• Oral Glucose Tolerance Test (OGTT)
  • OGTT with Insulins
  • Fasting glucose
  • Fasting glucose with fasting insulin (HOMA-IR)

I personally use the HOMA-IR a lot as it's incredibly practical, cheap and easily accessible. It is not 100% validated for every patient, but for those I mostly see, it is well validated. It gives a simple, easy to understand reading and for reference, although the link above suggests a score of 2.0 to be insulin resistance, other sites suggest a cut off of 1.6 may indicate IR, even lower such as 1.4

Let's talk about HbA1c (A1c)

The test is a very good, well standardised test across the world. It measures your glycosylated haemoglobin, that is to say, 'how sugary are your red blood cells?'. Given a Red Blood Cell survives for approximately 90 days - it is essentially a 3 monthly check of your blood sugars.

It is not perfect however. It has it's flaws.

The biggest is probably that whilst the test is incredibly well standardised, the diagnostic cut offs are not. Where I practice in Australia, the national guidelines suggest a cut off for pre-diabetes at 6.0%. It is the same in the UK where I trained, but in America for example they use a cut off of 5.7%.

In clinical practice I actually use a cut off of 5.5% as a 'pre pre diabetes' - AKA insulin resistance - because this is usually the point where when tracked, people's HbA1c starts to creep up - which is what we see with insulin resistance.

It is also a 3 monthly check, so there's no point repeating it too quickly to see changes (which can be disheartening for patients who want to see change), and in some places it's restricted (e.g. Medicare in Australia restrict it to once a year for non-diabetic patients).

HbA1c also is not diagnostic for insulin resistance. It can be affected in conditions such as Sickle Cell Anaemia (or other haemoglobinopathies) but it can also be elevated for reasons like chronic elevated cortisol - which isn't necessarily due to insulin resistance (although it will eventually cause it).

What about fasting glucose? My doctor said mine was fine?

Yes it might have been. But believe it or not, I've actually diagnosed patients with seemingly 'normal' fasting glucose levels who actually had T2DM - their glucose was fine, but their HbA1c told a more complete picture. I view fasting glucose a little like a broken clock - it's still correct twice a day.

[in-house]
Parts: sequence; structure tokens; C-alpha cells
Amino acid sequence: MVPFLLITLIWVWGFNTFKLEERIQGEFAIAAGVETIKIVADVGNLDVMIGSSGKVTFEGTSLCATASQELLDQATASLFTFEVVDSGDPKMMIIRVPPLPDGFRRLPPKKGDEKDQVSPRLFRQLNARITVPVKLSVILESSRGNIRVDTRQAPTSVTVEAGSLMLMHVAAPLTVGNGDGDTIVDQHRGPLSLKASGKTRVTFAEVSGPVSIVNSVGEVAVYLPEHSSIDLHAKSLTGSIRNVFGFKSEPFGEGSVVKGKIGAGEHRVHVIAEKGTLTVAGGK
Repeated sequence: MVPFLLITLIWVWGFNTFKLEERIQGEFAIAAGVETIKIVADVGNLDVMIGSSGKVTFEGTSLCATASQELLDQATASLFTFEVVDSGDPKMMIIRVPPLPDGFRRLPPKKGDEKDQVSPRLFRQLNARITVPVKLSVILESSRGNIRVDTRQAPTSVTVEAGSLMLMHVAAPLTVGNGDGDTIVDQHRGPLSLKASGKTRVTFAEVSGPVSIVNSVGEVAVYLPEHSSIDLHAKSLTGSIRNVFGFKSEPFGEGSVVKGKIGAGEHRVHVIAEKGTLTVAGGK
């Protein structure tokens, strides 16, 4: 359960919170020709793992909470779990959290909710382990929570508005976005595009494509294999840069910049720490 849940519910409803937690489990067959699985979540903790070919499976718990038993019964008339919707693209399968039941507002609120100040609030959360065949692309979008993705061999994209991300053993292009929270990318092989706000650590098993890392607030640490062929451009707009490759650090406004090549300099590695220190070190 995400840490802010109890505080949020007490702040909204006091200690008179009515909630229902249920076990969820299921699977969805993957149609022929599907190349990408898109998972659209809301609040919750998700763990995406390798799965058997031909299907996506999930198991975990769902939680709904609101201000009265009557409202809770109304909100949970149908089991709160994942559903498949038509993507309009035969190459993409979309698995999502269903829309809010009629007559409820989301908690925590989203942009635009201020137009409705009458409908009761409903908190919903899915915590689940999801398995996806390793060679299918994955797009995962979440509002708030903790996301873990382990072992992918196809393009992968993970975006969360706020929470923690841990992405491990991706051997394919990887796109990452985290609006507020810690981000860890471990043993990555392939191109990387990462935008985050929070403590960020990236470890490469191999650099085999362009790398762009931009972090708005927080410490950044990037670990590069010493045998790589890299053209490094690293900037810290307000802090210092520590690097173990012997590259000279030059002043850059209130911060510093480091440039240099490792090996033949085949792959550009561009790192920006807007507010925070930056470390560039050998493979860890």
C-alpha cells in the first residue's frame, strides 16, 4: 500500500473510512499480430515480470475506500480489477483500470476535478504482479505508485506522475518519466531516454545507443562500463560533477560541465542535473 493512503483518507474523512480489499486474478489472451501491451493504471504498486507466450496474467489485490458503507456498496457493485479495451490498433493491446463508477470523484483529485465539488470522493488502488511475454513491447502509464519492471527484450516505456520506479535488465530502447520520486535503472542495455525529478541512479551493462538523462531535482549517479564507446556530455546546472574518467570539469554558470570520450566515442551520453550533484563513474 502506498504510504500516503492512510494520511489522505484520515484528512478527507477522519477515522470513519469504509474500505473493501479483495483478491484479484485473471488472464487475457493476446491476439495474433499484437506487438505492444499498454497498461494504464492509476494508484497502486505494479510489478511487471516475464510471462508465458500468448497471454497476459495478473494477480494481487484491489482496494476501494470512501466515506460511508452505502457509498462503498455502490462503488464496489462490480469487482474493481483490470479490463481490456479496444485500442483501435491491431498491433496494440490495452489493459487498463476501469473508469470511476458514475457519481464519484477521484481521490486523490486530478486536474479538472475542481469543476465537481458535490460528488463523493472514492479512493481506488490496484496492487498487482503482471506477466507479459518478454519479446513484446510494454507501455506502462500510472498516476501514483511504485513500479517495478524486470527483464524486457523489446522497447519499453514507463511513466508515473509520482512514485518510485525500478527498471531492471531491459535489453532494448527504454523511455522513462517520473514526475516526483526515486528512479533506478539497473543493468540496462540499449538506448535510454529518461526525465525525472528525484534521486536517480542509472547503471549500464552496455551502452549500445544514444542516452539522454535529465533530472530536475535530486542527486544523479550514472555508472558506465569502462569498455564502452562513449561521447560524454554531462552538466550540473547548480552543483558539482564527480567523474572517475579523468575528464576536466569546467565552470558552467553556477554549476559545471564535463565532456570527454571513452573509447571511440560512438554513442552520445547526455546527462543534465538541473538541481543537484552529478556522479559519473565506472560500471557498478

In my humble opinion, a fasting glucose is useful for a super quick and easy screening test, but if you are doing a fasting glucose you should just do a fasting insulin and calculate a HOMA-IR as it's much more useful, then if the results are high do an HbA1c if you wouldn't have anyway.

Let's talk about weight

I will be writing a follow up piece on weight gain and insulin resistance, and how undoing it can be the biggest step to losing weight that you can take. It's a big topic, and one that needs its own article to do it justice.

For anyone interested I would recommend reading a book called The Obesity Code by Dr Jason Fung. It's a great read, and whilst I am not sure he's 100% there with his theories around IR and health, I think he is definitely on the right tracks.

In my practice almost all the patients I see for weight loss advice have very high levels of insulin resistance. It may be coincidence, but resolving the insulin resistance through proper diet and lifestyle measures like low-carb diets and intermittent fasting, the weight simply falls off them almost effortlessly.

In fact there is a ton of evidence that suggests patients who lose weight through intermittent fasting actually lose weight quicker, lose more fat (not just weight), and keep it off for a lot longer. This is compared to other patients on similar calorie deficits. We know that intermittent fasting (IF) is very good for IR (not confusing at all), so it stands to reason that reducing insulin resistance can lead to fat loss.